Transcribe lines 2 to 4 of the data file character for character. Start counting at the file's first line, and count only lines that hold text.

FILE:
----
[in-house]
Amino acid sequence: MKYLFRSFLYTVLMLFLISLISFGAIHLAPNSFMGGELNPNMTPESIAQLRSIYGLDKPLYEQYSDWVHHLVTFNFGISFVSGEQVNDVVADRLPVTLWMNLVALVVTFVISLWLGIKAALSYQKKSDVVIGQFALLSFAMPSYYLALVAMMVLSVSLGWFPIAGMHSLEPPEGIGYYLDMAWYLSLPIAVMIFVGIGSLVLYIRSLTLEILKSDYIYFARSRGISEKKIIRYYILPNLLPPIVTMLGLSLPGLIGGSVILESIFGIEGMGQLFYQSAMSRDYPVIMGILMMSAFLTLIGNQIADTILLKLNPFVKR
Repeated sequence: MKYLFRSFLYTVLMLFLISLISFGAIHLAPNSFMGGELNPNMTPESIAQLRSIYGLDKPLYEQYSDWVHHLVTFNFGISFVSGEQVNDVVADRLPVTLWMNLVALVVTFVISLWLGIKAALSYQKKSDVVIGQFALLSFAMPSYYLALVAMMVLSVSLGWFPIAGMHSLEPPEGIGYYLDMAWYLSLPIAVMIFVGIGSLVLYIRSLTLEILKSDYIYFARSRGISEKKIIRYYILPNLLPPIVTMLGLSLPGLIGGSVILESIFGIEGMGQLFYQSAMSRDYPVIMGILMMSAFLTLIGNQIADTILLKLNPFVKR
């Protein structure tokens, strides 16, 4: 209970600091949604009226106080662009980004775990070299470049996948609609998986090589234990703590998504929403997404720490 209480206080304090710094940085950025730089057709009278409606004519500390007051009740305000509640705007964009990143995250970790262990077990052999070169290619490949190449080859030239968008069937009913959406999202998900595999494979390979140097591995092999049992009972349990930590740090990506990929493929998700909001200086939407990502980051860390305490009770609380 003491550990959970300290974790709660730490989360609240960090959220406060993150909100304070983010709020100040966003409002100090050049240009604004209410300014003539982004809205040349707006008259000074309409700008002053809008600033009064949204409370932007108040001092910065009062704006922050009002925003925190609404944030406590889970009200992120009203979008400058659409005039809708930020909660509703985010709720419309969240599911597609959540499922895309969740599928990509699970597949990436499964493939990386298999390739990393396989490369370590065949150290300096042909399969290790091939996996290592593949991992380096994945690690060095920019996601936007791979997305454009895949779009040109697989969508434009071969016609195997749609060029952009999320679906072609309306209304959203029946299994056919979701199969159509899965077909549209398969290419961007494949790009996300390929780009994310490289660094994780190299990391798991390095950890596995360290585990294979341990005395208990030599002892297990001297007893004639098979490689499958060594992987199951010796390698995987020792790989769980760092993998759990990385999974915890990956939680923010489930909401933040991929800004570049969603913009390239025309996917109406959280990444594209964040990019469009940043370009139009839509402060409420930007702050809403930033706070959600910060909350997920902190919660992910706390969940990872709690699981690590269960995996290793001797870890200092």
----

Amino acid sequence: MKYLFRSFLYTVLMLFLISLISFGAIHLAPNSFMGGELNPNMTPESIAQLRSIYGLDKPLYEQYSDWVHHLVTFNFGISFVSGEQVNDVVADRLPVTLWMNLVALVVTFVISLWLGIKAALSYQKKSDVVIGQFALLSFAMPSYYLALVAMMVLSVSLGWFPIAGMHSLEPPEGIGYYLDMAWYLSLPIAVMIFVGIGSLVLYIRSLTLEILKSDYIYFARSRGISEKKIIRYYILPNLLPPIVTMLGLSLPGLIGGSVILESIFGIEGMGQLFYQSAMSRDYPVIMGILMMSAFLTLIGNQIADTILLKLNPFVKR
Repeated sequence: MKYLFRSFLYTVLMLFLISLISFGAIHLAPNSFMGGELNPNMTPESIAQLRSIYGLDKPLYEQYSDWVHHLVTFNFGISFVSGEQVNDVVADRLPVTLWMNLVALVVTFVISLWLGIKAALSYQKKSDVVIGQFALLSFAMPSYYLALVAMMVLSVSLGWFPIAGMHSLEPPEGIGYYLDMAWYLSLPIAVMIFVGIGSLVLYIRSLTLEILKSDYIYFARSRGISEKKIIRYYILPNLLPPIVTMLGLSLPGLIGGSVILESIFGIEGMGQLFYQSAMSRDYPVIMGILMMSAFLTLIGNQIADTILLKLNPFVKR
């Protein structure tokens, strides 16, 4: 209970600091949604009226106080662009980004775990070299470049996948609609998986090589234990703590998504929403997404720490 209480206080304090710094940085950025730089057709009278409606004519500390007051009740305000509640705007964009990143995250970790262990077990052999070169290619490949190449080859030239968008069937009913959406999202998900595999494979390979140097591995092999049992009972349990930590740090990506990929493929998700909001200086939407990502980051860390305490009770609380 003491550990959970300290974790709660730490989360609240960090959220406060993150909100304070983010709020100040966003409002100090050049240009604004209410300014003539982004809205040349707006008259000074309409700008002053809008600033009064949204409370932007108040001092910065009062704006922050009002925003925190609404944030406590889970009200992120009203979008400058659409005039809708930020909660509703985010709720419309969240599911597609959540499922895309969740599928990509699970597949990436499964493939990386298999390739990393396989490369370590065949150290300096042909399969290790091939996996290592593949991992380096994945690690060095920019996601936007791979997305454009895949779009040109697989969508434009071969016609195997749609060029952009999320679906072609309306209304959203029946299994056919979701199969159509899965077909549209398969290419961007494949790009996300390929780009994310490289660094994780190299990391798991390095950890596995360290585990294979341990005395208990030599002892297990001297007893004639098979490689499958060594992987199951010796390698995987020792790989769980760092993998759990990385999974915890990956939680923010489930909401933040991929800004570049969603913009390239025309996917109406959280990444594209964040990019469009940043370009139009839509402060409420930007702050809403930033706070959600910060909350997920902190919660992910706390969940990872709690699981690590269960995996290793001797870890200092």